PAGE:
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Cuban salsa has Latin forerunners



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"There are no record companies in Cuba that can export the kind of music me and my brother play. We bring the tradition of Cuban music with new ideas. We belong to a generation of Cuban musicians, but we are young. So we will go slowly."

Puentes, who plays guitar and sings, says he and his percussion-playing brother are the only Cuban musicians playing this style of music outside of Cuba.

Cuban son music is much like blues in North America. As rock ’n’ roll is based on the blues, so salsa is based on son. Puentes explained very clearly the reason why Latin American salsa sounds different is because those musicians have created and evolved a style of salsa based on music played in Cuba 40-50 years ago.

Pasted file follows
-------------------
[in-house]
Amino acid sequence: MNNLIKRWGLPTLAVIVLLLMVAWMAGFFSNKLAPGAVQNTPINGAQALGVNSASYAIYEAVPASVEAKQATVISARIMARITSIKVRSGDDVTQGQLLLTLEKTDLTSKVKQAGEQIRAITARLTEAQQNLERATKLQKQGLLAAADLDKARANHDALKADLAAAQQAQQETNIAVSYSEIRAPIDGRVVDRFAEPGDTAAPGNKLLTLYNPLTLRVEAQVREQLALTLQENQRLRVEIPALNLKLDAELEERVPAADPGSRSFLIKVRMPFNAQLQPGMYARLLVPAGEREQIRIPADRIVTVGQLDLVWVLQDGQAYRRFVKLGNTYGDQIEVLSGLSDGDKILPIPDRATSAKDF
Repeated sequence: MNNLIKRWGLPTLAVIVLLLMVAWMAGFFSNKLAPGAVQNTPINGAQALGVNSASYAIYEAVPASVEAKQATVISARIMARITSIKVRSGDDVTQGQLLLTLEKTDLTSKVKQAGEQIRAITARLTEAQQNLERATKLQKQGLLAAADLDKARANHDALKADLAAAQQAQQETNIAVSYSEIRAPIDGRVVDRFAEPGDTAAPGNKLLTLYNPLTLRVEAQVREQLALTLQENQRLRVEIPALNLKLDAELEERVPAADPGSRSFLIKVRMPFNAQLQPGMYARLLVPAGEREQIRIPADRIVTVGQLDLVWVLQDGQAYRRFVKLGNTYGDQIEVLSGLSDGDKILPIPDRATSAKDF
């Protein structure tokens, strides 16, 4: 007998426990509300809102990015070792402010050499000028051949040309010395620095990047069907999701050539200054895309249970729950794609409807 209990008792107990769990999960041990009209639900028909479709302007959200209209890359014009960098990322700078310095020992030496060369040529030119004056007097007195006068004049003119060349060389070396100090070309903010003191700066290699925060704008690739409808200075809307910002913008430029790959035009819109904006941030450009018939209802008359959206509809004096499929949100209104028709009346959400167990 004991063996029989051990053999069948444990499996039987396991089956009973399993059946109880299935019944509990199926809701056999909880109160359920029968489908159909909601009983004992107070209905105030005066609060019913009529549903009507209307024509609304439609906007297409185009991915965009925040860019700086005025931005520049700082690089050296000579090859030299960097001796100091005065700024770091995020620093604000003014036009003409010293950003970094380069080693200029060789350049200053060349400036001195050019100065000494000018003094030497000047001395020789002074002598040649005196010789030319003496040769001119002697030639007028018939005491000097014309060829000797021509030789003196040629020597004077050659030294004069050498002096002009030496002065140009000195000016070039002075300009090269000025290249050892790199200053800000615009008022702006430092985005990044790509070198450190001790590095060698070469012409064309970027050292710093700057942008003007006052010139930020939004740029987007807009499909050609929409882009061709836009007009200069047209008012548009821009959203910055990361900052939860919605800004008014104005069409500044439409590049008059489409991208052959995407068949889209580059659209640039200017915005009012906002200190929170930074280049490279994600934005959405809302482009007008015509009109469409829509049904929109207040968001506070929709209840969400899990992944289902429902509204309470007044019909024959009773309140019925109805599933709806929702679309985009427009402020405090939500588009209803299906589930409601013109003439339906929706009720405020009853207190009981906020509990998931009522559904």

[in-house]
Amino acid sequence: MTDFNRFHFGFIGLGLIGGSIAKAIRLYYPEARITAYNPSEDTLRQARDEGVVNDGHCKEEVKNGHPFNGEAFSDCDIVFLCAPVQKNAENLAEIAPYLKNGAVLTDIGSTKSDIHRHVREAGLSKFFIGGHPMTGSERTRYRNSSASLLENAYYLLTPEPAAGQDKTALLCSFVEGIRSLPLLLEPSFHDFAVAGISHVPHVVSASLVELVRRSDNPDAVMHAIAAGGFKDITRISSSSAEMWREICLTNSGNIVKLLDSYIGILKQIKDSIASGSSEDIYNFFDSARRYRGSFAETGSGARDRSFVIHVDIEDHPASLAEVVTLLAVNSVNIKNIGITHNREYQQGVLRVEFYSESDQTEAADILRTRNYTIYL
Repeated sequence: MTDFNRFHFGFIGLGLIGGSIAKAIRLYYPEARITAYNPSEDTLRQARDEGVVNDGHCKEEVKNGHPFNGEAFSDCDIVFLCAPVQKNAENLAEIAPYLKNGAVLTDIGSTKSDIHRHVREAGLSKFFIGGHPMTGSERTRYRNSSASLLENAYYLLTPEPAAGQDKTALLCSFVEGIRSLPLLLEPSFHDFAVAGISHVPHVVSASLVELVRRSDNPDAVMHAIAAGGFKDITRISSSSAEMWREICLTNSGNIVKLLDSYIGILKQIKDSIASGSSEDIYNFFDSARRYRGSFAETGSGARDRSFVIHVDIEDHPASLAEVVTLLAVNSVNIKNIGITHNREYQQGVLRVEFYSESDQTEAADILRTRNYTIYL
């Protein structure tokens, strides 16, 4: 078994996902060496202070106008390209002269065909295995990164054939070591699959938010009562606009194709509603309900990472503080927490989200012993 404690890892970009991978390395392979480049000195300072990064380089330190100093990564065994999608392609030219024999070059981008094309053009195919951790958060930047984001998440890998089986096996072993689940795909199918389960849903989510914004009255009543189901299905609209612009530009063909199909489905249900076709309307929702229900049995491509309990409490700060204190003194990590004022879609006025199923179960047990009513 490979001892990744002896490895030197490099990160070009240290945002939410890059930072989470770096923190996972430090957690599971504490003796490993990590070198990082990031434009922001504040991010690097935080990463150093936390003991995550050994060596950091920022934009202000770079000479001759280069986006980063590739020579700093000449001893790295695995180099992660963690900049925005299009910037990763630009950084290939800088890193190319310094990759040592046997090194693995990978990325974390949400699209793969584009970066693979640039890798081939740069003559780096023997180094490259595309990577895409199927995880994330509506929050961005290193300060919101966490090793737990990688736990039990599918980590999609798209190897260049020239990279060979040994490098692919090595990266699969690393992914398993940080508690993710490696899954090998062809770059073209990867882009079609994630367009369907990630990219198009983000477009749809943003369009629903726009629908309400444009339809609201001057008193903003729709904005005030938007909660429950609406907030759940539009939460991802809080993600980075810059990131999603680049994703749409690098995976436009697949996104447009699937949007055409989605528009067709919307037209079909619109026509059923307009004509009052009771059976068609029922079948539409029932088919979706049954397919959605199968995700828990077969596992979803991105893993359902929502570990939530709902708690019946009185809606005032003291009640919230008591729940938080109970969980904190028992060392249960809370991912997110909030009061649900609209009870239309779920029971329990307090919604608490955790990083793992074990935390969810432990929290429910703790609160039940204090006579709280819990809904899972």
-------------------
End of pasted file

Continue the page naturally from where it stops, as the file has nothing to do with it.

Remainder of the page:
And of course the dialect is different. Latin music has the dramatic, flamboyant and romantic voice phrasing that, no matter what your native tongue, sounds as though these men are promising their undivided love to beautiful women for the rest of their lives – and giving it with every fibre of their being. The truth is usually far from that though. The Puentes may have let the cat out of the bag regarding the mysterious Spanish language and its dozens of dialects. In their CD jacket, there are Spanish/English translations.

For example: On Oye Rumberito, the lyrics "Eh cabellero pa‘ la calle caminando sonando com mi bongo," translated to English is: "Hey man, onto the street and playing the bongo." And despite the simple message, Puentes comes from a well educated background.

"My father has a university degree. And where I come from is Arte Misa and there is a high standard of language and learning. I won second place in a national song writing competition there.

"We wanted to do the translation on the CD because, even though you lose a lot, we wanted to make it easier for people."

In July, at the Beaches Jazz Festival in Toronto, The Puentes Brothers made it easy for fans to vote them the Best Band at the Festival. A photo on the inside cover of Morumbo Cubano – an ancient seawall battered by white caps with young Cubans swimming on the barnacled breakwater – provides a snapshot of life in Malecon or middle Havana. Soon, Puentes hopes songs such as Oye Rumberito will be easy to remember.